Updated: Feb 4, 2018
I'm amazed these days how many people are afraid of speaking the truth because they are fearful of repercussions. I was in a meeting yesterday with a group of professionals (I'll protect their names and professions because, well, they are fearful), and the conversation turned quite candid, so I offered my two cents. Everyone in the room agreed with the points I made. I offered my points with a fair amount of assertiveness and candor, but I was tempered, respectful, and balanced. I was surprised, therefore, when a couple people came up to me afterward and said, "Be careful not to say those things in the presence of the wrong people." Who are the wrong people? I assumed they meant the leadership of the larger organization in question, so I balked. I went on to explain to these gentlemen that I have always been a person to speak his mind--to say what needs to be said. In fact, I told them, I recently left an organization that was not too fond of my straightforwardness. I explained to them that I am not afraid of the truth, unlike so many today.
You see, my mom (who is a great woman, by the way) taught me not to be what she called a "scaredy cat." She taught through word and deed that to run from your problems and to hide in the corners of life is to exist as a timid animal--to live under the oppression of others. She taught me that respectful discourse and truth-telling are--though sometimes offensive to others--the most honest ways to live. People may not like to hear the truth, she taught, but very often they need to hear it. I can remember my mother, who was a leader in her profession for my entire childhood, coming home in the evenings and telling me about her leadership challenges, how she handled them, and, often, who was mad at her because of it. And then she'd say something like, "But I don't care if so-and-so is mad. I did the right thing." And she believed that!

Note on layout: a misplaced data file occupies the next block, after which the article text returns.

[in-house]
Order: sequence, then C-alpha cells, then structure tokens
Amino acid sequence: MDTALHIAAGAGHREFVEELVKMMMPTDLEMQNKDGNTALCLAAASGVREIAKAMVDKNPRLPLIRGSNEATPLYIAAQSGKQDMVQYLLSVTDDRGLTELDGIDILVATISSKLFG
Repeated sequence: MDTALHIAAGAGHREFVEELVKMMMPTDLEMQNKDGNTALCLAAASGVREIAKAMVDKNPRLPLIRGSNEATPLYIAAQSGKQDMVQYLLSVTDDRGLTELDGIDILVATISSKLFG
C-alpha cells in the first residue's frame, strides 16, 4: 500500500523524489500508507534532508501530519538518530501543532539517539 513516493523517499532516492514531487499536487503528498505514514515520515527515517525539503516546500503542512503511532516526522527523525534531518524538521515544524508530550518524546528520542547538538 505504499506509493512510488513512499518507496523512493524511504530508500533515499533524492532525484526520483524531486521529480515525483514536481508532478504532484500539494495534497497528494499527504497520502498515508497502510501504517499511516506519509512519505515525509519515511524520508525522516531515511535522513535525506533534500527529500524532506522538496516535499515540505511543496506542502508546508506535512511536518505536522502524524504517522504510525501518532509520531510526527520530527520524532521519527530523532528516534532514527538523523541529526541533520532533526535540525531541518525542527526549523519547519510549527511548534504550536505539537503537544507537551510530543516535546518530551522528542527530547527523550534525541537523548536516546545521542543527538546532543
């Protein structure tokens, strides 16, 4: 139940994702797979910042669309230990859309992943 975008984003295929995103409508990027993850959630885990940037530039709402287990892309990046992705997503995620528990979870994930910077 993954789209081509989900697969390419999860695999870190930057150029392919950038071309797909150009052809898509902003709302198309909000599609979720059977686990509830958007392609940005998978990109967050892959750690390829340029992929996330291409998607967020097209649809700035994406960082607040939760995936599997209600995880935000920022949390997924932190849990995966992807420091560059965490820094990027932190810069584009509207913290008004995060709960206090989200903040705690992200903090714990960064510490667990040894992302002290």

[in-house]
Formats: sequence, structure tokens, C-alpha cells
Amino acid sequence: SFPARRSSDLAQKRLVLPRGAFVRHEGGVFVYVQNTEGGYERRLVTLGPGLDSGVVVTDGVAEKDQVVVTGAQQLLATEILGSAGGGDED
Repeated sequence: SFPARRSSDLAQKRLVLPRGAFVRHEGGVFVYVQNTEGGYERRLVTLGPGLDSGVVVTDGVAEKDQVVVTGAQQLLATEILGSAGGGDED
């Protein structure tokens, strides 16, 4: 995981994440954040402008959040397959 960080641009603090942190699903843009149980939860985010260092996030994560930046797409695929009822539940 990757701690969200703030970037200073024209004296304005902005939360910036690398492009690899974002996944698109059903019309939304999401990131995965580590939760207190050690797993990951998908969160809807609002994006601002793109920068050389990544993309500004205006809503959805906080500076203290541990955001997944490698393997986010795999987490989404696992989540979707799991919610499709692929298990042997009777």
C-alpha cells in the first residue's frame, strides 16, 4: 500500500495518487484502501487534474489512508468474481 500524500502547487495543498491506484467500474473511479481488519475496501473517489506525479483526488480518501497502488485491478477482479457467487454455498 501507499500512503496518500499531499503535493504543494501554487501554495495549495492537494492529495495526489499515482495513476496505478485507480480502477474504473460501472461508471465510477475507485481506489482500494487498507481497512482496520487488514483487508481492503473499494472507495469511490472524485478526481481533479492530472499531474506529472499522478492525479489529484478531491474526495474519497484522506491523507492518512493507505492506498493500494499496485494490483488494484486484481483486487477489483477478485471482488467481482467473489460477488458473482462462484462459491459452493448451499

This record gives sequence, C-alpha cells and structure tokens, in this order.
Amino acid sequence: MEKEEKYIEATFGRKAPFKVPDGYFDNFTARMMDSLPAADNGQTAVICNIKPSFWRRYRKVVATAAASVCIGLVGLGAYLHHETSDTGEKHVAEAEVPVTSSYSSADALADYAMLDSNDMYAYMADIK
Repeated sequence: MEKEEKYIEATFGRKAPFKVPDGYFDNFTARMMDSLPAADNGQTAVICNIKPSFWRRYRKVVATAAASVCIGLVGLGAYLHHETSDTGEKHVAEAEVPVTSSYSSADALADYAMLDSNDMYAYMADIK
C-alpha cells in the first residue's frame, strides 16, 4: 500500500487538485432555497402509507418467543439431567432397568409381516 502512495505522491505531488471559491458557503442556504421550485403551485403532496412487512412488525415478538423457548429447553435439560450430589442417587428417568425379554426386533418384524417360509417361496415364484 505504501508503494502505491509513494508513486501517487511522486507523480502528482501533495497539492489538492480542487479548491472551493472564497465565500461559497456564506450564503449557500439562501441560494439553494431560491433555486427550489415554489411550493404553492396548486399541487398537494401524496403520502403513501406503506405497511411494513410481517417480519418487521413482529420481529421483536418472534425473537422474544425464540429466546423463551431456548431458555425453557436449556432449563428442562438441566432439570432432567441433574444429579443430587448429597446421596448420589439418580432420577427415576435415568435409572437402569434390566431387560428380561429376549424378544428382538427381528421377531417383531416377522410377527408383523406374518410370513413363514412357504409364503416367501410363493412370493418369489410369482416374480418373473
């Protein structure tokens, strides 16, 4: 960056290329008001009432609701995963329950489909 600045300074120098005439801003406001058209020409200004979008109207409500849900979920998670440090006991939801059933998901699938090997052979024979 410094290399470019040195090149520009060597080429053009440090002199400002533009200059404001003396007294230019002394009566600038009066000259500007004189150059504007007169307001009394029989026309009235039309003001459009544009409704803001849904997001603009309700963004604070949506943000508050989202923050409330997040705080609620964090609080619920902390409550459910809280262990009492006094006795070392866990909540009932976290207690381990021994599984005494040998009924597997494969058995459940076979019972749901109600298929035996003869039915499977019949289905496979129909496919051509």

I have come to learn over the years that my mom was a true leader. In her profession, she could have easily been a pushover, a manager, or a yes-person. But she chose to be a leader. By doing so, she garnered some enemies. There were people who
didn't like her, and I'm sure she was not chosen for some other leadership positions over the years because of her candor. I think she even left as the director of an organization one time because of her truth-telling. So, I'm sure she was accused on more than one occasion of being too assertive or obstinate, maybe too forward. But, you know, I never heard anyone call her a "scaredy cat."